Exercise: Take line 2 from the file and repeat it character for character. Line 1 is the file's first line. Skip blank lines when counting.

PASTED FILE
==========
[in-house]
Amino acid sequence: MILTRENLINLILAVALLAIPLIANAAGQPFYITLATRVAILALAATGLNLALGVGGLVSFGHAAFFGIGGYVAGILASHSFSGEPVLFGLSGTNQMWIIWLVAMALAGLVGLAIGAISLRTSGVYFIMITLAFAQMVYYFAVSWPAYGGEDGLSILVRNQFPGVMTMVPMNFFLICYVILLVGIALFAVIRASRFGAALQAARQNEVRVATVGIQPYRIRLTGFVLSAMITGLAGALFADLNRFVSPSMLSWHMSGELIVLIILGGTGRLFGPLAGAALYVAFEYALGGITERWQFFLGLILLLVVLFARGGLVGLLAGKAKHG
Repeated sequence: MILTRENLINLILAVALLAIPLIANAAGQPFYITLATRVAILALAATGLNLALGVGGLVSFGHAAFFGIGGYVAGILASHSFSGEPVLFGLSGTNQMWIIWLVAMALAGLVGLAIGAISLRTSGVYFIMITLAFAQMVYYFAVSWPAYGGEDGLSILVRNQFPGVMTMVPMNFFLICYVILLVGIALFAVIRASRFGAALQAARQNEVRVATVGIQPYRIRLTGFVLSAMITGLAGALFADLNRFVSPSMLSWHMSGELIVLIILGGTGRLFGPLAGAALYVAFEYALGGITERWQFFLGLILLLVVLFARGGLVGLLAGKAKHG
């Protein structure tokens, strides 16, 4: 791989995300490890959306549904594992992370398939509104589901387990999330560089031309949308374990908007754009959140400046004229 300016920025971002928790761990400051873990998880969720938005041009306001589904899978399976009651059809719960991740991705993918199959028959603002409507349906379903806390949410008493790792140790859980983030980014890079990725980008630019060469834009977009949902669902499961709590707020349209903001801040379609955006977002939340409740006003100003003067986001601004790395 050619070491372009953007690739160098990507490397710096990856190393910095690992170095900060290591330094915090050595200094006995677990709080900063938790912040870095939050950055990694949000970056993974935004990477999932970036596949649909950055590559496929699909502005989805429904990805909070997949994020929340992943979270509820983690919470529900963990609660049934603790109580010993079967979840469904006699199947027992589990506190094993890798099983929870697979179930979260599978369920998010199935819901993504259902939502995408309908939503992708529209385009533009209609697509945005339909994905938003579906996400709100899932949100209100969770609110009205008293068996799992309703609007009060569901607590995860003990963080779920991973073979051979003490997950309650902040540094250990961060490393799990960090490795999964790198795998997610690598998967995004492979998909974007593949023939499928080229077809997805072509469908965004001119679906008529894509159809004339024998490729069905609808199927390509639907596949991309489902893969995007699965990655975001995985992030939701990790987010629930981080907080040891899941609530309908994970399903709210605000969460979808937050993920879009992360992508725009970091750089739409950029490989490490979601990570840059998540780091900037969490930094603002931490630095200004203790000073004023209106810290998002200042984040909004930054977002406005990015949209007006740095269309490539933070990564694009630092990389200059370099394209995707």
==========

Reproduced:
Amino acid sequence: MILTRENLINLILAVALLAIPLIANAAGQPFYITLATRVAILALAATGLNLALGVGGLVSFGHAAFFGIGGYVAGILASHSFSGEPVLFGLSGTNQMWIIWLVAMALAGLVGLAIGAISLRTSGVYFIMITLAFAQMVYYFAVSWPAYGGEDGLSILVRNQFPGVMTMVPMNFFLICYVILLVGIALFAVIRASRFGAALQAARQNEVRVATVGIQPYRIRLTGFVLSAMITGLAGALFADLNRFVSPSMLSWHMSGELIVLIILGGTGRLFGPLAGAALYVAFEYALGGITERWQFFLGLILLLVVLFARGGLVGLLAGKAKHG